To the extent that we can understand their complex motives, some of these killers say that they were reacting to the deaths of innocents at U.S. hands in Iraq, Syria, Afghanistan and Pakistan. That might be true. But whatever the case, we need to ask questions about the most effective way to stop terrorism.

If we just look at the money involved, a partial reckoning suggests that these wars are extremely expensive in direct costs.

Here is a partial list of the costs of America's wars from September 2001 through today:

The total direct costs of these wars, as enumerated above, are already staggering, totaling approximately $1.8 trillion.

Of course, the figures above do not include all of the grim economic costs of these wars. For example, the survivors of each of the 6,858 United States uniformed soldiers killed since these wars began are entitled to $100,000 in death gratuities. So far, this is more than $685 million that comes out of the regular Pentagon budget. The survivors of the additional 21 dead civilian Pentagon employees and the thousands of private contractors who have been killed while working for the U.S. in these war zones also receive benefits. And there are additional costs for disabilities and lost wages.

Despite the issuance of Patriot Bonds for 10 years after the 9/11 attacks, almost all of the costs of these wars is borrowed. The U.S. is paying the interest on that debt, and has already paid more than $400 billion in interest on just the military and State Department's war-related spending.

The point is that even when we do a partial accounting of the economic costs of these wars and look at the scope of the problem, it is not clear that this is money well spent. Given these huge dollar costs, not to mention the human toll in lives lost and bodies injured, it is also not clear whether these wars abroad are the most effective — or even an effective — way to fight terrorism.

Every war must end. And we need a plan.

Every war must end. And we need a plan. There are three steps the Congress, the Pentagon, the State Department and the National Security Council should undertake immediately as part of the coming political transition, no matter who wins the Congress or the White House come November.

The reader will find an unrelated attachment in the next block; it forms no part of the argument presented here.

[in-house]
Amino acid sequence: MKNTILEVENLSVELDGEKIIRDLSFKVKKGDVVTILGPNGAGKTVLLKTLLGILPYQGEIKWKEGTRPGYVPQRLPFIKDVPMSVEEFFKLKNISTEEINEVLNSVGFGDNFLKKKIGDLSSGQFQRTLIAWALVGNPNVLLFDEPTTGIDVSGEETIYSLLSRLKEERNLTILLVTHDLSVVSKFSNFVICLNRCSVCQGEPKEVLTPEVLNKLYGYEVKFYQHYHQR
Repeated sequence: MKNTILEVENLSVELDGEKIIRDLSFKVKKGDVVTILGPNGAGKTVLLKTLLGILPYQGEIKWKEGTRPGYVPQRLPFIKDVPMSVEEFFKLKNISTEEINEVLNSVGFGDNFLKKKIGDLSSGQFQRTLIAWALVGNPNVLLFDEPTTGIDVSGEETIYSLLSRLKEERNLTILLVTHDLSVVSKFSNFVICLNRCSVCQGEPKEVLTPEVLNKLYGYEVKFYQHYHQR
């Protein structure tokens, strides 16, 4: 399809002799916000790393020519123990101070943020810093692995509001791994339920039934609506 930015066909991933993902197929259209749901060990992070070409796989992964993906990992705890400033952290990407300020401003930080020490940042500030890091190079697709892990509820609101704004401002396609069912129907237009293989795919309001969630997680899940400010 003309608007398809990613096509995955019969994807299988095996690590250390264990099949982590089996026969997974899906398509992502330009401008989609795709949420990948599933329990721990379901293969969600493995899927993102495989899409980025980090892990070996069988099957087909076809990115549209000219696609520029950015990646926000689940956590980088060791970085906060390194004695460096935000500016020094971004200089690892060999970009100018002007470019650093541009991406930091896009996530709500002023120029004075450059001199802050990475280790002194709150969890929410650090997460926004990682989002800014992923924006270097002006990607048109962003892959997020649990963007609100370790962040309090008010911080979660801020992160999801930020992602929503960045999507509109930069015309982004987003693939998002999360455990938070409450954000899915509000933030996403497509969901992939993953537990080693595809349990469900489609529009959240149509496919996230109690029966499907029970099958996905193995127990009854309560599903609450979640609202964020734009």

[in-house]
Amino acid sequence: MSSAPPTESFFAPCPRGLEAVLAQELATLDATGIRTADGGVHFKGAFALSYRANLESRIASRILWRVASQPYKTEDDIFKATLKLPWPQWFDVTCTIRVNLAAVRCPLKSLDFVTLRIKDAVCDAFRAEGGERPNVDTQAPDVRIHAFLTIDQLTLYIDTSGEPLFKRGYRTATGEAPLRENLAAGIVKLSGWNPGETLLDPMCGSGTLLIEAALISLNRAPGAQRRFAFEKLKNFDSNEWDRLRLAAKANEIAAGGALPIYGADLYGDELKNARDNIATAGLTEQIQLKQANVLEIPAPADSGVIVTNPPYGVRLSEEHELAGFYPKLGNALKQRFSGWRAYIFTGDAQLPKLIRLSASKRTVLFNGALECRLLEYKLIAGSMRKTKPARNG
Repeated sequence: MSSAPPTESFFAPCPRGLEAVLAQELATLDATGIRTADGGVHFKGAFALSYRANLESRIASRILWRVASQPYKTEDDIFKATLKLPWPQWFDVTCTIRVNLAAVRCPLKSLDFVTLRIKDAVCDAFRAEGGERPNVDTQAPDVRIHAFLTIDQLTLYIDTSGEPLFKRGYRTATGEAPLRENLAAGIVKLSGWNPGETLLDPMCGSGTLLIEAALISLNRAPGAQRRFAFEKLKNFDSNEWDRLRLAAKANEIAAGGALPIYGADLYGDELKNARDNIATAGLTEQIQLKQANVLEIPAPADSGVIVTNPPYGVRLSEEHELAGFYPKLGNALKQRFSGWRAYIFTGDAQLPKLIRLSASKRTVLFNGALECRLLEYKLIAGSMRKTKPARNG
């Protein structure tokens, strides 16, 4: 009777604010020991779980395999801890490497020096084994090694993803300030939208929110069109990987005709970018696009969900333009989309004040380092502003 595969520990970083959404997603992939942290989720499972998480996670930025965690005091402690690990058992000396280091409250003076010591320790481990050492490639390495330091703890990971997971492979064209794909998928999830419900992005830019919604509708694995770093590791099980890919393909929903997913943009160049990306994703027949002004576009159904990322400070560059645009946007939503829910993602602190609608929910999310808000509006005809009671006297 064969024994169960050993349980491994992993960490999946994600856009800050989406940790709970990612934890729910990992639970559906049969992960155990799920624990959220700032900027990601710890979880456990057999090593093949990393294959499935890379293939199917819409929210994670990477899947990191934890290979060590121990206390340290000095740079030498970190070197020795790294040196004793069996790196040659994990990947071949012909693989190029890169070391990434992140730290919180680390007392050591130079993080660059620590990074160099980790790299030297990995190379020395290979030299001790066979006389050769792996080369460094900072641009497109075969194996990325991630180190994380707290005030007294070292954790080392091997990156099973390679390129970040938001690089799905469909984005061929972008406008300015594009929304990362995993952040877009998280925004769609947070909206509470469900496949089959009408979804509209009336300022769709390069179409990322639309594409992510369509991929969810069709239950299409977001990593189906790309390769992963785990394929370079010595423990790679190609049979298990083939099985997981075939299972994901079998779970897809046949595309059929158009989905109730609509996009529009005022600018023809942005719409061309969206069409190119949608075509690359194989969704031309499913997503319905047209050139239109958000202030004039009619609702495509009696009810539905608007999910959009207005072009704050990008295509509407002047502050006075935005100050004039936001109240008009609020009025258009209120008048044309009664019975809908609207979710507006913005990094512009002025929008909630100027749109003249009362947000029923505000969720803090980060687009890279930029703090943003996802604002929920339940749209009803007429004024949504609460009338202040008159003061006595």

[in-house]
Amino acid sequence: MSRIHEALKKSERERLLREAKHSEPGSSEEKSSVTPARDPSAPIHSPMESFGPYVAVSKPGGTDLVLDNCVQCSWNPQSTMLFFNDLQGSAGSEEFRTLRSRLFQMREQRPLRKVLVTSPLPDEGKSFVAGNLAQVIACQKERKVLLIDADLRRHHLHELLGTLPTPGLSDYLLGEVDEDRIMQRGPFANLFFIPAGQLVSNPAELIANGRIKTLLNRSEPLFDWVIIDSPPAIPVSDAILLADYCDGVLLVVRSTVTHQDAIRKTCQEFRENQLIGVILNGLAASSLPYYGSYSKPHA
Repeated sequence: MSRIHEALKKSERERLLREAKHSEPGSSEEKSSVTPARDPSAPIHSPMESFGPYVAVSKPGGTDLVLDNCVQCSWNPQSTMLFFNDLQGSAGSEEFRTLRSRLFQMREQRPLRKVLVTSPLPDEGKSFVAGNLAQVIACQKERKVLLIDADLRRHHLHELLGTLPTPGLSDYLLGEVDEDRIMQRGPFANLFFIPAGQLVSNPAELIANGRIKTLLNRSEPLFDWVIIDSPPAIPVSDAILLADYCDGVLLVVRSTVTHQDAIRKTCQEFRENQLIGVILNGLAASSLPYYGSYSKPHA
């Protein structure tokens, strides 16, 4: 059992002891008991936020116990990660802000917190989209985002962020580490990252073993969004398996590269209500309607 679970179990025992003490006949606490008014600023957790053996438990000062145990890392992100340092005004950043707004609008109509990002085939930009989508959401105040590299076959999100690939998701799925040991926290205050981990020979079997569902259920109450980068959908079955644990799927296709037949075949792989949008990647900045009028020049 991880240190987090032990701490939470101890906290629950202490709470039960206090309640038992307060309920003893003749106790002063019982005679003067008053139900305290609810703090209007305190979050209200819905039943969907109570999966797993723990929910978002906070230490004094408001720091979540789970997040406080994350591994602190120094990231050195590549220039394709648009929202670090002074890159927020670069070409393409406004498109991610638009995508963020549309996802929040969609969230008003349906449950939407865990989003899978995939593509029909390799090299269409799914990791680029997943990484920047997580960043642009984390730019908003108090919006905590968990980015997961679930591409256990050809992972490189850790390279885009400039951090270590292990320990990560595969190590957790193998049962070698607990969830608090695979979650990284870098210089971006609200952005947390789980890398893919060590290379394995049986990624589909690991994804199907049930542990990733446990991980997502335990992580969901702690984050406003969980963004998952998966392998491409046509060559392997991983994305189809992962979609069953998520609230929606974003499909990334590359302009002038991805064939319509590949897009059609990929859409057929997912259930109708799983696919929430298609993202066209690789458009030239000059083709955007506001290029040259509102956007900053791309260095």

1. Undertake a comprehensive evaluation of the war's costs and consequences, including the human toll, the budgetary costs, and the consequences in terms of terrorist attacks implemented and thwarted.

2. Discuss the likely costs, risks and consequences of a continuation of the current policies into the indefinite future.

3. Develop alternative policies and compare their costs, risks and consequences to the current doctrine and policies.

We need the most experienced and — if this is not a contradiction in terms — the most creative people in government and outside it to take stock of where we are in the war on terror. We can't kill our way to peace and security, or we might have done it already.

We can't kill our way to peace and security, or we might have done it already.

Related:

Neta C. Crawford Cognoscenti contributor
Neta C. Crawford is a professor of political science at Boston University. She is also co-director of the Costs of War Project and author of “Accountability for Killing: Moral Responsibility for Collateral Damage in America's Post-9/11 War.”

More…

+Join the discussion
TwitterfacebookEmail

Support the news